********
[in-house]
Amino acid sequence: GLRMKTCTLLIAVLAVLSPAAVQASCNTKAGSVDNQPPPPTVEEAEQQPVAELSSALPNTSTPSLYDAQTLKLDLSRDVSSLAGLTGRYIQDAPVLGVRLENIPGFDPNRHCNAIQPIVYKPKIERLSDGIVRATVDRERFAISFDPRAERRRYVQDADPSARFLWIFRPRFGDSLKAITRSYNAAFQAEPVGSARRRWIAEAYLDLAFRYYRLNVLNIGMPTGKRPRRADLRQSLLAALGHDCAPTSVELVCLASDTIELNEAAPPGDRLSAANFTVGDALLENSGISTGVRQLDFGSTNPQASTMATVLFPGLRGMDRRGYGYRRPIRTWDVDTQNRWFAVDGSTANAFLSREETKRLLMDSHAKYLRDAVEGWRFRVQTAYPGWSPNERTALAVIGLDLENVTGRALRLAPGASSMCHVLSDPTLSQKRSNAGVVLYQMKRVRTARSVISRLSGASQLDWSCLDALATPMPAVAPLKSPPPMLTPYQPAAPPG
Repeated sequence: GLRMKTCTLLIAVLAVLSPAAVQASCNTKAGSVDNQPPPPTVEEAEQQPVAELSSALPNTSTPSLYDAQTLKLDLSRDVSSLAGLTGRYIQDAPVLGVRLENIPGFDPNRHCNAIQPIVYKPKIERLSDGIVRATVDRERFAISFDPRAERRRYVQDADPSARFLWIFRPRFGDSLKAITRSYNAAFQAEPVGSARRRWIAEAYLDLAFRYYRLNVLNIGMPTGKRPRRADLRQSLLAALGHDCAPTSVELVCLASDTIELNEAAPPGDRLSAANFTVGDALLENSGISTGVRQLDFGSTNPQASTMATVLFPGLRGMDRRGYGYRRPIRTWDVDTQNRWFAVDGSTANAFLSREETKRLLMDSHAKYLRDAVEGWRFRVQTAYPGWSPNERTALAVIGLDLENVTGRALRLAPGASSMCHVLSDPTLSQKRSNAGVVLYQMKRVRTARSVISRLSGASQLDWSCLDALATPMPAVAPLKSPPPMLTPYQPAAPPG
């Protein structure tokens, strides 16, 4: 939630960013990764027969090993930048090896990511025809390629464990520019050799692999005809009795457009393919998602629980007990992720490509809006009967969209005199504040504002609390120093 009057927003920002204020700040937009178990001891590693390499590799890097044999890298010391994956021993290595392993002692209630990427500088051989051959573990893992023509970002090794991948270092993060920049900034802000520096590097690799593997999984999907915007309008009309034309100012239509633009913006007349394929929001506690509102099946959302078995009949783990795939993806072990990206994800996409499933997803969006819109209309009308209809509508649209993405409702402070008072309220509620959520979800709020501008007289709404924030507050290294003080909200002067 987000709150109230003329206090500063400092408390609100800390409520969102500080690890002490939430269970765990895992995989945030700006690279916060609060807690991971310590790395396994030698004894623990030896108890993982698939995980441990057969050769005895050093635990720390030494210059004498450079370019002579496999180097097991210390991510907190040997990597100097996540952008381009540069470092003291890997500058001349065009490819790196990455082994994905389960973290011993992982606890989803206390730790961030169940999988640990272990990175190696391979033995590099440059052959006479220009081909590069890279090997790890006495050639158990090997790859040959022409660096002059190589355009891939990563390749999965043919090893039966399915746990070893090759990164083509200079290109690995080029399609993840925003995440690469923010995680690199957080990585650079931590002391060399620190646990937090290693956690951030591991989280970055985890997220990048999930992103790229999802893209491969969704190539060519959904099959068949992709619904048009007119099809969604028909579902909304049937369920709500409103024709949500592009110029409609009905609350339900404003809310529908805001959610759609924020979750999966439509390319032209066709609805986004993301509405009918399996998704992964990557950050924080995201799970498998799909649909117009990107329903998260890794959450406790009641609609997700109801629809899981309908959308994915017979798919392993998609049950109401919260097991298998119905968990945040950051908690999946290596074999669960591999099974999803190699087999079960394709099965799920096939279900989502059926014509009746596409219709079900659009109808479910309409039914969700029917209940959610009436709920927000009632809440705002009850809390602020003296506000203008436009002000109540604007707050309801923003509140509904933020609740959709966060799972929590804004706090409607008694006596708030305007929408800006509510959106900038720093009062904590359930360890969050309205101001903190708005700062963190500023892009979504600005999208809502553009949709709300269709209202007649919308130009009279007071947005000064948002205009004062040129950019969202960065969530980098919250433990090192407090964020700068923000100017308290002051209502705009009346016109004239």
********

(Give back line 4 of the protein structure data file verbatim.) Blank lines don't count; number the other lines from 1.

């Protein structure tokens, strides 16, 4: 939630960013990764027969090993930048090896990511025809390629464990520019050799692999005809009795457009393919998602629980007990992720490509809006009967969209005199504040504002609390120093 009057927003920002204020700040937009178990001891590693390499590799890097044999890298010391994956021993290595392993002692209630990427500088051989051959573990893992023509970002090794991948270092993060920049900034802000520096590097690799593997999984999907915007309008009309034309100012239509633009913006007349394929929001506690509102099946959302078995009949783990795939993806072990990206994800996409499933997803969006819109209309009308209809509508649209993405409702402070008072309220509620959520979800709020501008007289709404924030507050290294003080909200002067 987000709150109230003329206090500063400092408390609100800390409520969102500080690890002490939430269970765990895992995989945030700006690279916060609060807690991971310590790395396994030698004894623990030896108890993982698939995980441990057969050769005895050093635990720390030494210059004498450079370019002579496999180097097991210390991510907190040997990597100097996540952008381009540069470092003291890997500058001349065009490819790196990455082994994905389960973290011993992982606890989803206390730790961030169940999988640990272990990175190696391979033995590099440059052959006479220009081909590069890279090997790890006495050639158990090997790859040959022409660096002059190589355009891939990563390749999965043919090893039966399915746990070893090759990164083509200079290109690995080029399609993840925003995440690469923010995680690199957080990585650079931590002391060399620190646990937090290693956690951030591991989280970055985890997220990048999930992103790229999802893209491969969704190539060519959904099959068949992709619904048009007119099809969604028909579902909304049937369920709500409103024709949500592009110029409609009905609350339900404003809310529908805001959610759609924020979750999966439509390319032209066709609805986004993301509405009918399996998704992964990557950050924080995201799970498998799909649909117009990107329903998260890794959450406790009641609609997700109801629809899981309908959308994915017979798919392993998609049950109401919260097991298998119905968990945040950051908690999946290596074999669960591999099974999803190699087999079960394709099965799920096939279900989502059926014509009746596409219709079900659009109808479910309409039914969700029917209940959610009436709920927000009632809440705002009850809390602020003296506000203008436009002000109540604007707050309801923003509140509904933020609740959709966060799972929590804004706090409607008694006596708030305007929408800006509510959106900038720093009062904590359930360890969050309205101001903190708005700062963190500023892009979504600005999208809502553009949709709300269709209202007649919308130009009279007071947005000064948002205009004062040129950019969202960065969530980098919250433990090192407090964020700068923000100017308290002051209502705009009346016109004239």